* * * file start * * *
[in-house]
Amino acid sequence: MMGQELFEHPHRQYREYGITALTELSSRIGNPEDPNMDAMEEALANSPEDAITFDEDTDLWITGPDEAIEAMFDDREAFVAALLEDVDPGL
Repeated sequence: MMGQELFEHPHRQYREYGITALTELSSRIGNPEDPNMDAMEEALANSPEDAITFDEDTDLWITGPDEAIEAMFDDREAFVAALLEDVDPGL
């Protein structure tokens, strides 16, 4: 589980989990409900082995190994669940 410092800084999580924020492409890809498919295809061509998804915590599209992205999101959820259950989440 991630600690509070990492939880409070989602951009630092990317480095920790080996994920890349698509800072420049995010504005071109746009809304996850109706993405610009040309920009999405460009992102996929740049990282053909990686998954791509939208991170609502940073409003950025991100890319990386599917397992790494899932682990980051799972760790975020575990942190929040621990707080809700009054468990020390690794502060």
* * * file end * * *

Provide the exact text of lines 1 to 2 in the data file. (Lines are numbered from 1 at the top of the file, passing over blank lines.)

[in-house]
Amino acid sequence: MMGQELFEHPHRQYREYGITALTELSSRIGNPEDPNMDAMEEALANSPEDAITFDEDTDLWITGPDEAIEAMFDDREAFVAALLEDVDPGL